This image emphasizes the fact that mind is a strange loop. "Information" about the material world can get into our minds by routes that do not pass through our sense organs. If somebody hits you on the head with a hammer and kills you, soe rather nasty information about the material world has had a direct and major effect on your mind, by destroying it. Hallucinogenic drugs affect the mind through its chemistry but create images that seem to have come from sense organs. The drugs affect those parts of the brain machine that process sensory data. The have the same kind of "unexpected" effect as the "wrong" coin in the ticket machine, mentioned in chapter 1, which persuaded the machine to disgorge an entire roll of tickets. This possibility was implicit in the mechanics of the ticket machine but was not intended to be part of its function. The same goes for drugs and brains.
The is no hourglass symmetry between mind and matter. To repeat an image from chapter 1, reality may perhaps be a figment of our imagination, as some philosophers argue, but our imagination is definitely a figment of reality.
"Muddling Through is a book about the sciences in the late twentieth century and about the kind of sciences we need for the twenty-first. It is a book about how the sciences make sense of the world and provide sense to the world. Think of Muddling Through as the basic text for a different kind of science literacy project, a project to reimagine and then enact the sciences as operations of language and thought and as attempts, trials, limited experiments involving things, ideas, and just about everything in between.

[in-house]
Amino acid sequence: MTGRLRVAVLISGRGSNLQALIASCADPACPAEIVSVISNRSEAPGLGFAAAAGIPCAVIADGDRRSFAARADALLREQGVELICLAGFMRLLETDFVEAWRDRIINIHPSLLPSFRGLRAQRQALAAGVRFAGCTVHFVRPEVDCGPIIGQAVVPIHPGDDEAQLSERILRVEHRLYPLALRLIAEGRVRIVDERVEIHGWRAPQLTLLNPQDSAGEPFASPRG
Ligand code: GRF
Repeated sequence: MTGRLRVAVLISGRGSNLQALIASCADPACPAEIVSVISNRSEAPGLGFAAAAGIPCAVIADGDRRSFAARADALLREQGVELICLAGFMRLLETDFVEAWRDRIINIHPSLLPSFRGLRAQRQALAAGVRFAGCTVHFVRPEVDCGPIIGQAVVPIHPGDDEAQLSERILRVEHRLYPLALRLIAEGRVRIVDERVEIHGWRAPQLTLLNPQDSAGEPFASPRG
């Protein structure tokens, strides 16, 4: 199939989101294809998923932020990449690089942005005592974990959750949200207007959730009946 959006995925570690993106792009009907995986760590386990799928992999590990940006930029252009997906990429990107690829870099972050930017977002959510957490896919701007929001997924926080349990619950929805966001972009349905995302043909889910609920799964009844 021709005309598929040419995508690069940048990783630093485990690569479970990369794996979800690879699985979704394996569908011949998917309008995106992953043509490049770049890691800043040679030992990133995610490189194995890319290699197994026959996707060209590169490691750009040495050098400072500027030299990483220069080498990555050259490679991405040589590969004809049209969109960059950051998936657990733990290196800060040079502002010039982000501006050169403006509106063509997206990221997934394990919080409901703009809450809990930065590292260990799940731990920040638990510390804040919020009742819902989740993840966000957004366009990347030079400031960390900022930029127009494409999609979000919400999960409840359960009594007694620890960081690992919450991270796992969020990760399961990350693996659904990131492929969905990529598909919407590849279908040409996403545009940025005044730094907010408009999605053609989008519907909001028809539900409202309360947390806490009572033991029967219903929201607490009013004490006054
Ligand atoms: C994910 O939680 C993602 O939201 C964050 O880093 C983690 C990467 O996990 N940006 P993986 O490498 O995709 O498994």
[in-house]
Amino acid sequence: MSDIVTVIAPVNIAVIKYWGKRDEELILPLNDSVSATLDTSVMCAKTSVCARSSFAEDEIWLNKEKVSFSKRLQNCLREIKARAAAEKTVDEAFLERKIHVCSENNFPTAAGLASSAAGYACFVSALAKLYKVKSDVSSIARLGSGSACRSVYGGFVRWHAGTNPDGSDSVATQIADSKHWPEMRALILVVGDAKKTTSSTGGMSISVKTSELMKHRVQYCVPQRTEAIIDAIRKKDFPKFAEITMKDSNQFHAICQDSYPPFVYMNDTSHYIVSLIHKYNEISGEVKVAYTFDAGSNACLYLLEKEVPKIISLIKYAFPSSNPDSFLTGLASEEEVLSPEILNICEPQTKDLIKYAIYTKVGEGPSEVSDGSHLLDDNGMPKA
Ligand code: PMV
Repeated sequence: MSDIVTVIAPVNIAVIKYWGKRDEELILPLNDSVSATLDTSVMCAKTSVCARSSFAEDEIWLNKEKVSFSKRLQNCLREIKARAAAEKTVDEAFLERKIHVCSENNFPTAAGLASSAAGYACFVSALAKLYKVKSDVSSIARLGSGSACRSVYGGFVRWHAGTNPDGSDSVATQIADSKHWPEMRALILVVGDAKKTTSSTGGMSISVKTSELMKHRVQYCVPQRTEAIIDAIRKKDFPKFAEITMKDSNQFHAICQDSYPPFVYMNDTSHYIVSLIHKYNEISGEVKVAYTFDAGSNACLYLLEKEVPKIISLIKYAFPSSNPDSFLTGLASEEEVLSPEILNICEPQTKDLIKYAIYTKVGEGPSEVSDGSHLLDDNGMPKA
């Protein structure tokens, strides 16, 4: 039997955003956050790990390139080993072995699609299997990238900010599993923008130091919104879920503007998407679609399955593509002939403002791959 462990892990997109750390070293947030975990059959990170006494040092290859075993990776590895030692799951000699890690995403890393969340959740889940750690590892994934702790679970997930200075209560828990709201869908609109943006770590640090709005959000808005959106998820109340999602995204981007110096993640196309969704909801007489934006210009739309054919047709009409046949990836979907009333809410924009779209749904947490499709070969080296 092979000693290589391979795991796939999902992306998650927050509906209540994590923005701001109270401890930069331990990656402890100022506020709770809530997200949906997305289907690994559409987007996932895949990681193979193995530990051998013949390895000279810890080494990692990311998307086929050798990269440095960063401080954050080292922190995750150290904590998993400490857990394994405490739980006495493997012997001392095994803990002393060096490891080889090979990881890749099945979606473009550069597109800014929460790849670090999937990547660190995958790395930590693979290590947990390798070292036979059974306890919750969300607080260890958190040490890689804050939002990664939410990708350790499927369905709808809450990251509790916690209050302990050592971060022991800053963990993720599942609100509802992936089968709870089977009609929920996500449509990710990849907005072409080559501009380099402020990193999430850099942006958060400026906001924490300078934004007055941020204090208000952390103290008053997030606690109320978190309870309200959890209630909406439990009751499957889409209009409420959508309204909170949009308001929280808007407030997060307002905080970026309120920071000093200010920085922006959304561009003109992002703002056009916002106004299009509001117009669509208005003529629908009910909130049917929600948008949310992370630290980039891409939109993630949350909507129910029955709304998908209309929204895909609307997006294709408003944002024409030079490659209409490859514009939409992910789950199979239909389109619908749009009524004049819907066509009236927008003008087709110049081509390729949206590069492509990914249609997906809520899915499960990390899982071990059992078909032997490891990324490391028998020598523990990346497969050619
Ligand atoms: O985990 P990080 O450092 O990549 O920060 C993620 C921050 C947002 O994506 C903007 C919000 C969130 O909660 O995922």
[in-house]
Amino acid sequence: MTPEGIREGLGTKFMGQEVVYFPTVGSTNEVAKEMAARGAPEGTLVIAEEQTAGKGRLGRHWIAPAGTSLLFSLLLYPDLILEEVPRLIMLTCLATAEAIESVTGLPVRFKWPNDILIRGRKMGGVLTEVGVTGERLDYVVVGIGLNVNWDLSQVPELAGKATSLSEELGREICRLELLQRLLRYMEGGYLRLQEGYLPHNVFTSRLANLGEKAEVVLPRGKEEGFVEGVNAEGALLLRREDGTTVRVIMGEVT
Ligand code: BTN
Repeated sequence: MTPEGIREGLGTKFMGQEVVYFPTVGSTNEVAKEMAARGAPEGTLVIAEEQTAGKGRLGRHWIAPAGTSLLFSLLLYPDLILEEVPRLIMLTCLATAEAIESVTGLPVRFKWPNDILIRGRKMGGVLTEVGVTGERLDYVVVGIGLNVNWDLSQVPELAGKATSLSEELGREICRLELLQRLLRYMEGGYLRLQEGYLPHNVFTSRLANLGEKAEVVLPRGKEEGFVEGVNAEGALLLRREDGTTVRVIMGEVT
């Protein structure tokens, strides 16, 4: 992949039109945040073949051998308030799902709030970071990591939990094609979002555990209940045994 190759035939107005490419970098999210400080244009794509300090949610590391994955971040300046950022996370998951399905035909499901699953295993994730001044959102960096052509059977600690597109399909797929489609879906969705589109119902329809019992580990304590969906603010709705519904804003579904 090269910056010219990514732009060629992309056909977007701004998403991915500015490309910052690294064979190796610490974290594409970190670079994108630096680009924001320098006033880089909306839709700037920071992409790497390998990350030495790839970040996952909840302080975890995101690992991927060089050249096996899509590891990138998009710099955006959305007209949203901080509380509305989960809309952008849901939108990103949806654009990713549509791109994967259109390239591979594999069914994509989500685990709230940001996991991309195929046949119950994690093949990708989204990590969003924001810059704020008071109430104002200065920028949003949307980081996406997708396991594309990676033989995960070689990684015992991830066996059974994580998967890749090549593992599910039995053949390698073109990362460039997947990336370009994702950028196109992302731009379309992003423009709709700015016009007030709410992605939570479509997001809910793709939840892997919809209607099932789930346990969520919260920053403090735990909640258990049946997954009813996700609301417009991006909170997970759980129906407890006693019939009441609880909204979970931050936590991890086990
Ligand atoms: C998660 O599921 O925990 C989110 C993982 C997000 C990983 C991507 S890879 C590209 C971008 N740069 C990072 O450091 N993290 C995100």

"This is also a book about politics (not policy) and culture - that is, about how the sciences are made through arduous and diverse political processes. This book is about how the sciences affect politics not only through technological inventions but by generating the images and metaphors that we apply to every situation and phenomenon we encounter, and by providing the blueprints we use to make and legitimate crucial social decisions. The connnections between the sciences and democratic pluralism need to be revitalized, through both new concepts and innovative social forms."
Science now appears to be dictating the intellectual fashions of the day. If a plan is not prepared according to the scientific method, it is considered unreliable. If a question cannot be tested by science, it is considered meaningless. If traditional institutions are slow to adopt the scientific way, they are considered backward. If a mode of life is not comprehendible by science, it is considered old-fashioned. As a result of these intrusions, the certitude of purpose in the scheme of things begins to waver. Means are being homogenized with ends.
Many scientists are on the threshold of emulating theologians of the sixteenth century. Some are beginning to develop a pugnacity that bespeaks a deep uncertainty of brittle pride. Others are transgressing beyond their limited compass of competence. Still others seem not to care a doit that the unitary purpose of culture is being blunted and that the wholeness of meaning and the very tradition of a cooperative society are being disintegrated. If encouraged along the current trends, science may soon reach the point of diminishing usefulness to humanity. To retain her contributing relevancy is an important problem of the twentieth century.